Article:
As per its most recent earnings report, Vodafone’s net debt levels now stand at just over €42 billion. Much of this is related to its recent purchase Liberty Global. However, management at Vodafone has made its cost-cutting endeavours clear – with the impending 55% sale of its Egypt market share.

In addition to this, Vodafone is also planning to offload some of its European-based towers. Although this will raise some much-needed cash, these towers do provide a good source of income from competing networks.

Potential Discount at Current Prices

Based on October 2020 prices, Vodafone shares are trading at 108p. At the start of the year, the very same stocks would have cost you 147p. With this in mind, some would argue that you can now enter the market at a highly favourable price. After all, if Vodafone is able to get back to pre-pandemic levels, it would require an upswing in the region of 36%.

Vodafone Shares Buy or Sell?

The general consensus is that Vodafone isn’t a particularly strong buy at present. This is somewhat surprising, as mobile telecommunication companies are often viewed as staple stocks – meaning they offer a service that is relatively unaffected by the health of the economy.

However, Vodafone shares have not only been dragged down alongside the wider FTSE 100 – but the shares are down over 36% this year. On the other hand, you can enter the market at a discount if you think that recovery is more of a probability than a possibility, so this is another angle to consider.

The Verdict?

As a major FTSE constituent, buying Vodafone shares in the UK can be completed from the comfort of your home with ease. All that is required is an online share dealing account and an instant deposit method like a debit/credit card or e-wallet.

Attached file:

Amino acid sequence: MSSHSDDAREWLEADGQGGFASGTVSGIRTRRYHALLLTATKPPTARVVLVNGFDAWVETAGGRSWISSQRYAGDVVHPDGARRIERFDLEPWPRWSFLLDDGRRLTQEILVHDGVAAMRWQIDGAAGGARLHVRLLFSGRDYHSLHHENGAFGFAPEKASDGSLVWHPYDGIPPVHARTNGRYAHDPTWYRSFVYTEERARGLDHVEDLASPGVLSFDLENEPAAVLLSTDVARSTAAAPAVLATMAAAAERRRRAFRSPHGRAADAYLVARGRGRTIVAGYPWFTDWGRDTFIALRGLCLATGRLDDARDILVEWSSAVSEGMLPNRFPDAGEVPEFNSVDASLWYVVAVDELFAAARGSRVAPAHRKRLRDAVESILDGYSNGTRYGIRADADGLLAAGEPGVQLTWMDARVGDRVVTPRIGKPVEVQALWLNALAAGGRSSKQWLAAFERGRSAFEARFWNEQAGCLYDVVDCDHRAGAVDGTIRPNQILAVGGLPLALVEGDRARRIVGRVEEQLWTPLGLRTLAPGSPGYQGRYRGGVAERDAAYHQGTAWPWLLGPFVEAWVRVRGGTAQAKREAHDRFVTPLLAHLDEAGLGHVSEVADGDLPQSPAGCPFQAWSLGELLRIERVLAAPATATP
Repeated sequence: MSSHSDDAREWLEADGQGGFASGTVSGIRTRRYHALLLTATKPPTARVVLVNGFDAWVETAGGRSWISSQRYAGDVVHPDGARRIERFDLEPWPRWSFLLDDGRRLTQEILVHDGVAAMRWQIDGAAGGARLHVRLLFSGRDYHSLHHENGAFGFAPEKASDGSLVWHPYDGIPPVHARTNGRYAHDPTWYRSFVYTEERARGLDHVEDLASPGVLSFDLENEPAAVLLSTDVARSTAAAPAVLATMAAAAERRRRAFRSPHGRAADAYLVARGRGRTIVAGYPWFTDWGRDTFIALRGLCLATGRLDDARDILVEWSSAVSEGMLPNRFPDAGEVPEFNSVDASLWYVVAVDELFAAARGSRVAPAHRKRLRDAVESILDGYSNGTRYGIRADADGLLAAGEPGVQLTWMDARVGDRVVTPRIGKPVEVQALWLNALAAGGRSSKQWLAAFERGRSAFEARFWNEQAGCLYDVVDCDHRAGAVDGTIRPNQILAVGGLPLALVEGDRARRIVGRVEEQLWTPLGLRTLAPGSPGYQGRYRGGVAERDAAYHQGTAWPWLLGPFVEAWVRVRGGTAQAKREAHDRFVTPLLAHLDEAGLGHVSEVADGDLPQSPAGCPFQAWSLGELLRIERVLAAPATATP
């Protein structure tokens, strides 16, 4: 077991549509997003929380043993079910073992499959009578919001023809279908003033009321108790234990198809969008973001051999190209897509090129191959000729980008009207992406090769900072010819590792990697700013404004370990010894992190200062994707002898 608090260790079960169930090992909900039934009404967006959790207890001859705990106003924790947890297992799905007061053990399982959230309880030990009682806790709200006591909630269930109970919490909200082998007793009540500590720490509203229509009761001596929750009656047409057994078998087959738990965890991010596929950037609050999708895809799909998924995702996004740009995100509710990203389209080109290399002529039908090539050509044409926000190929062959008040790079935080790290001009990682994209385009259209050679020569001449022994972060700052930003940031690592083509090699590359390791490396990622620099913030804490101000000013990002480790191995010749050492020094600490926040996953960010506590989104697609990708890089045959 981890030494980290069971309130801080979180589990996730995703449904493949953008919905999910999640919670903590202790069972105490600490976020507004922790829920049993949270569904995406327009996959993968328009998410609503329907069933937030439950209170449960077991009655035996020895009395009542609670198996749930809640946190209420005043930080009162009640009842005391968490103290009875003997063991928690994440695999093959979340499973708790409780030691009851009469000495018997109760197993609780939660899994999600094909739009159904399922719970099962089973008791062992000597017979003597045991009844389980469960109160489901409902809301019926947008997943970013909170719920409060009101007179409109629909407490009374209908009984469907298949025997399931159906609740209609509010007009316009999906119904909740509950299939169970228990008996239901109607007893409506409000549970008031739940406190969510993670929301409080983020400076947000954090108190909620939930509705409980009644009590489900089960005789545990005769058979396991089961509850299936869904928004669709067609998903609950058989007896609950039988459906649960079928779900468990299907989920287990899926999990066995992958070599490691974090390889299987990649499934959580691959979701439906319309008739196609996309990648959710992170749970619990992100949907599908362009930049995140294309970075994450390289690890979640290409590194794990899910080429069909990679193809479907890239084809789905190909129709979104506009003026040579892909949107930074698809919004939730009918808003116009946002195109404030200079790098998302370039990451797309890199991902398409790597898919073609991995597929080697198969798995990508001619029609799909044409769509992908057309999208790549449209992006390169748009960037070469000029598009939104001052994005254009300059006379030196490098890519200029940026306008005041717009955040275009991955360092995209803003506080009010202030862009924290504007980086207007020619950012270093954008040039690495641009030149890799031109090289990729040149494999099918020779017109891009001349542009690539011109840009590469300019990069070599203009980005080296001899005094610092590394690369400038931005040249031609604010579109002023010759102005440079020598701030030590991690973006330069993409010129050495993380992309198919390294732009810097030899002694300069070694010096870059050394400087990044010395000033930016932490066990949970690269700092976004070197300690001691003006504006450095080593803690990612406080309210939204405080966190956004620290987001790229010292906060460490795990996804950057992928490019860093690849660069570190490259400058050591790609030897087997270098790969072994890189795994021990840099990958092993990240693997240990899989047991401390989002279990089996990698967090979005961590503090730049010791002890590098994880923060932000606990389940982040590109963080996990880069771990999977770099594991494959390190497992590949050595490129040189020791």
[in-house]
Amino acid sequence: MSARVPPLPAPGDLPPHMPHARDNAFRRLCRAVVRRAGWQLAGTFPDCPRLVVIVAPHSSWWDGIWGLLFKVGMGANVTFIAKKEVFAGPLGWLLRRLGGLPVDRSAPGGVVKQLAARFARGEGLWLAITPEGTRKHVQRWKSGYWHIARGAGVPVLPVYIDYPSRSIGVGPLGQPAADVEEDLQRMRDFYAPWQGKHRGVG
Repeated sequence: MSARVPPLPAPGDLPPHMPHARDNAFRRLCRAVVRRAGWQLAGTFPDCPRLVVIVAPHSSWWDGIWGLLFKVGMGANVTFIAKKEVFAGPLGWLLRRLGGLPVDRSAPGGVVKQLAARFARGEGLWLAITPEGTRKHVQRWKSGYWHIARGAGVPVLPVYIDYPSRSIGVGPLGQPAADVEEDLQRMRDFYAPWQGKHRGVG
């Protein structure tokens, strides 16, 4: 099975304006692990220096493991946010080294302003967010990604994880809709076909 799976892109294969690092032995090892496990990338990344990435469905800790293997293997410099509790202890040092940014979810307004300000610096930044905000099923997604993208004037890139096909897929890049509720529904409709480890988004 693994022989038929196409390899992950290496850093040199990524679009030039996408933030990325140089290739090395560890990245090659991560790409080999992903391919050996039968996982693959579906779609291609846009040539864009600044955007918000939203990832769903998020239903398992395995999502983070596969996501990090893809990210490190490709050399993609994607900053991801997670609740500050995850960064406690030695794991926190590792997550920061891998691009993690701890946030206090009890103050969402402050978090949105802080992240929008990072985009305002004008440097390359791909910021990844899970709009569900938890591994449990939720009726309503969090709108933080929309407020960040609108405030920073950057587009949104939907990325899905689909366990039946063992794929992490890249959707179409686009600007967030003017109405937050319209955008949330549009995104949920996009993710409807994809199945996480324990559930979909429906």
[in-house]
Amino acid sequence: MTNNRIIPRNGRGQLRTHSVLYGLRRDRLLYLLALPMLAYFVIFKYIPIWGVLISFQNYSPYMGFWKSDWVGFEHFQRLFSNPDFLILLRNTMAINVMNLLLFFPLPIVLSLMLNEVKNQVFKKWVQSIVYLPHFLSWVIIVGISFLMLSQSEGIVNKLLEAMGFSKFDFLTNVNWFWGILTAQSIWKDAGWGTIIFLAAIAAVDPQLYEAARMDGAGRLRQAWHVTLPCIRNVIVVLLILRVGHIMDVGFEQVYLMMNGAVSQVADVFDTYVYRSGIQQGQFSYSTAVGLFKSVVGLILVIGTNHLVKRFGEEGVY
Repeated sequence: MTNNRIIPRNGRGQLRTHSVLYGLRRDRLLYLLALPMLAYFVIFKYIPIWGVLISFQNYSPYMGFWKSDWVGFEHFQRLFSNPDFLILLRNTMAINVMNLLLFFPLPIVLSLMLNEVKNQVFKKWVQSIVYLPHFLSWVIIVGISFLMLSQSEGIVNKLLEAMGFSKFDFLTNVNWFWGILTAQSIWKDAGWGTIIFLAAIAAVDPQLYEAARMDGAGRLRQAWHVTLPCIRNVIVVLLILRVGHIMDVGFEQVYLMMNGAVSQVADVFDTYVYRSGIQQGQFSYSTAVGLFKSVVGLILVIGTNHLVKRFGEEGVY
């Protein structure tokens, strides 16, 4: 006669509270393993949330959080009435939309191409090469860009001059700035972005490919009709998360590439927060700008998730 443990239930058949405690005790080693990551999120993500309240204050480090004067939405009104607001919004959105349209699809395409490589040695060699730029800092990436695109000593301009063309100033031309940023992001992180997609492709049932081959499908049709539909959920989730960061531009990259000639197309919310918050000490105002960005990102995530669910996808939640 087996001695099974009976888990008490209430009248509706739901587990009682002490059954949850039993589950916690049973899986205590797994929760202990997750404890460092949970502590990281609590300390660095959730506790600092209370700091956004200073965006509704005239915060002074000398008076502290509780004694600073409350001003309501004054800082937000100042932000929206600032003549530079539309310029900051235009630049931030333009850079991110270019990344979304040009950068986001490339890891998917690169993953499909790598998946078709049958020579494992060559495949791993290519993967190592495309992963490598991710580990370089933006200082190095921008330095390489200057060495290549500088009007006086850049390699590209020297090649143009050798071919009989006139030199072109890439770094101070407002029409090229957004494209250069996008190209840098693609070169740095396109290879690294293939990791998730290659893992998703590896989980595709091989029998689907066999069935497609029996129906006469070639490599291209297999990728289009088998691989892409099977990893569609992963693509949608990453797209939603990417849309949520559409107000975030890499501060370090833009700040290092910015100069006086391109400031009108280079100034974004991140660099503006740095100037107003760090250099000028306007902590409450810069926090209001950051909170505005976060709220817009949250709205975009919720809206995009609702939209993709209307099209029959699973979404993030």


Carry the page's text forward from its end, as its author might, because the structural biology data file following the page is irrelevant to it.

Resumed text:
Are Vodafone shares a good buy?

Vodafone has been struggling in recent years - at least in terms of its ever-falling stock price. This does make Vodafone as an investment somewhat unattractive.

What stock exchange are Vodafone shares listed on?

Vodafone is listed on the London Stock Exchange it is a leading member of the FTSE 100 index.

Can you short Vodafone shares?

If like much of the wider market - you feel that Vodafone shares are likely to continue to fall, then you might want to consider short-selling the stocks via a CFD broker.

What price are Vodafone shares?

At the time of writing in October 2020 - Vodafone shares are hovering around the 105p-110p region.

How do you buy shares in Vodafone?

All you need to do is open an account with an FCA broker, meet the platform's minimum deposit amount and then select how many Vodafone shares you wish to buy.

Can I invest in Vodafone shares via an ISA or SIPP?

Yes, most UK providers will allow you to invest in Vodafone via an ISA or SIPP account.



Kane Pepi

Kane Pepi

Kane Pepi is a British researcher and writer that specializes in finance, financial crime, and blockchain technology. Now based in Malta, Kane writes for a number of platforms in the online domain. In particular, Kane is skilled at explaining complex financial subjects in a user-friendly manner. Academically, Kane holds a Bachelor’s Degree in Finance, a Master’s Degree in Financial Crime, and he is currently engaged in a Doctorate Degree researching the money laundering threats of the blockchain economy. Kane is also behind peer-reviewed publications - which includes an in-depth study into the relationship between money laundering and UK bookmakers. You will also find Kane’s material at websites such as MoneyCheck, the Motley Fool, InsideBitcoins, Blockonomi, Learnbonds, and the Malta Association of Compliance Officers.